3. I do not believe Eduardo Frei was so unpopular at the end of his term as has been suggested by one commentator in this discussion. On the contrary, though he would have won by less in 1970 than he did in 1964, for many complicated reasons, I am convinced he would have won nonetheless if he could have run, which by the Chilean constitution he could not, and Chilean's followed their constitution as it was written, not revising it to allow a ruling president to run again as has become the fashion (for complicated and not always negative reasons) in the 1990s. The 1970 Christian Democratic candidate Radomiro Tomic, whom I interviewed extensively at the time, was a compromise within the party and a loser from the beginning. CD votes went both right and left in the election, away from the CD. Tomic's vote IN NO WAY represents what Frei would have received.

    4. Finally, we need to distinguish carefully between Chile's Maoists and Miristas. At the time, through interviews and combing of book stalls in the country, I assembled what is undoubtedly the largest collection in the world on the Chilean Maoists, whose couple hundred members were indeed active at the time in the context of the Sino-Soviet dispute. But although I was then completing a PhD dissertation on Maoism in Latin America, with Chile as a prime case study, and would have loved to find them major factors in Chile, they were not.

    The Miristas (Movement of the Revolutionary Left) were emphatically NOT Maoists and were indeed a major factor because of the havoc they caused pressing Allende to go faster than he wanted and infuriating the Communists who were the main institutional base of Allende's government. In the classifications of the day the Miristas were Castroite with Trotskyist elements. These were mostly kids with some adult support in the Altamirano wing of the Socialist party and all collectively they were the "ultra-leftists" in Chilean Communist Party critiques. (The Chilean socialists were fractured, all were to the left of the Communists, and many supported the Miristas.) I do not believe Allende was behind atrocities against communists since in the absence of firm support from his own party the communists were critical to his staying in power. The communists and Miristas hated each other, to be sure. They verbally attacked each other as often as they did the Chilean Right, and on occasion they clashed physically and killed each other, particularly in the universities.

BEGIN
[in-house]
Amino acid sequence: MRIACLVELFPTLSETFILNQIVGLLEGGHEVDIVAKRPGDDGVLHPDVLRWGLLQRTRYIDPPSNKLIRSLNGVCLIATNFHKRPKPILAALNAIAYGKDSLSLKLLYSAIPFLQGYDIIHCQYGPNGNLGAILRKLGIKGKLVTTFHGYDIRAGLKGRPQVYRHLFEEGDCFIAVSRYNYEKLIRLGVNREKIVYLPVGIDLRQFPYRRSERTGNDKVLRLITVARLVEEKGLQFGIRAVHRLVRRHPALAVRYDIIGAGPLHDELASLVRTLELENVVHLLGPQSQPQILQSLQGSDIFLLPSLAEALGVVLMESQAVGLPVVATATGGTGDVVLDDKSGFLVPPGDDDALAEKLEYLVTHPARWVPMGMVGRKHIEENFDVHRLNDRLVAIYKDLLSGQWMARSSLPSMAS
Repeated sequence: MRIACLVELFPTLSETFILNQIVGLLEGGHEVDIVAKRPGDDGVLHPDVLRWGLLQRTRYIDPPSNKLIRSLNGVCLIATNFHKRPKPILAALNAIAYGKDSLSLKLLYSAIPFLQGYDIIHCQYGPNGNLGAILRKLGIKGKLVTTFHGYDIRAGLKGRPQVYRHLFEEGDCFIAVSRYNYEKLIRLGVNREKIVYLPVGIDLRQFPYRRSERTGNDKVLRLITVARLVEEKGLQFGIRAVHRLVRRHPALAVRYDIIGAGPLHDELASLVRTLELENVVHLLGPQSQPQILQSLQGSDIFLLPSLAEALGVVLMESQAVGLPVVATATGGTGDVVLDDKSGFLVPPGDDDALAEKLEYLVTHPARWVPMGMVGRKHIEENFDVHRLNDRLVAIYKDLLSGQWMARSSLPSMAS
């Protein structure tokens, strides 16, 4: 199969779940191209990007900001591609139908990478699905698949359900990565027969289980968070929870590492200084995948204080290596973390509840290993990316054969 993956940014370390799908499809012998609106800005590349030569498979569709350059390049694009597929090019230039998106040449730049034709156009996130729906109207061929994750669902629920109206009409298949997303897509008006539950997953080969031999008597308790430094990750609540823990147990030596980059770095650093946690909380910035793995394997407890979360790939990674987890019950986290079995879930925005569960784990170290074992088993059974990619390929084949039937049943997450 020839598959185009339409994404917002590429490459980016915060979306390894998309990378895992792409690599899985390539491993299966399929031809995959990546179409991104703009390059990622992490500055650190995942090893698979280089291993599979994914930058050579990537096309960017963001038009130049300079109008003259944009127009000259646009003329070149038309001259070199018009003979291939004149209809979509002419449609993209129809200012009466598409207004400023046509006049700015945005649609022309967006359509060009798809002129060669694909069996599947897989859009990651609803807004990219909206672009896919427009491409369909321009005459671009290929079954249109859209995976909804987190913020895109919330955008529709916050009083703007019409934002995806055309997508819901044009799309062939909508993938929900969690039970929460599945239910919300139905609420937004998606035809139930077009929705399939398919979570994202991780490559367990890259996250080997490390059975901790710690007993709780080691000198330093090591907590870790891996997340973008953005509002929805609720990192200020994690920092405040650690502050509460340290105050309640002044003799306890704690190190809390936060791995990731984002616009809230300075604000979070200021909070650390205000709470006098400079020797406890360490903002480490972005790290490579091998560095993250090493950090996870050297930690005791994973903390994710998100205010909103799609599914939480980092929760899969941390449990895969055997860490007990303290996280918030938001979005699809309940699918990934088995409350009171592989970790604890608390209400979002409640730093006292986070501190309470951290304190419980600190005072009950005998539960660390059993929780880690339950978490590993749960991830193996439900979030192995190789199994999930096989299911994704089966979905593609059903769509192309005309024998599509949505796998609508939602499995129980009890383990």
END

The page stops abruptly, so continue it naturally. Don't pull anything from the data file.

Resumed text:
Where next? Fragments of truth and reams of cause-serving propaganda - frequently passed on unknowingly by people who didn't even support the cause - became the very stuff of so much commentary on Chile, US policy and all of Latin America for so long that even now neither Excedrin or time have been able to bring full relief. To my knowledge, the definitive study of how propaganda - from both sides, to be sure - dominated US policy toward Latin American generally and key countries specifically remains to be written, though some of us have tried to chip away at "correctness" in isolated areas. I tried to do some of this in my 1993 book The Civil War in Nicaragua, co authored with Roger Miranda, for years the chief aide to Sandinista Defense Minister Humberto Ortega. Hoover fellow Timothy Brown, a longtime foreign service officer with extensive experience in Central America, has just complete a PhD dissertation that when published will "revolutionize" studies of US policy toward Central America during the 1980s. Stanford Political Science Professor Robert Packenham, in his recent The Dependency Movement, which should soon be out in paperback, has extensively documented how politics dominated much of the official and outspoken Latin American studies field for many, many years in the United States, a fact now-retired Stanford Professor Gabriel Almond and some others noted many years ago."

My comment: As Pontius Pilate said, "What is truth?"

Ronald Hilton 12-22-97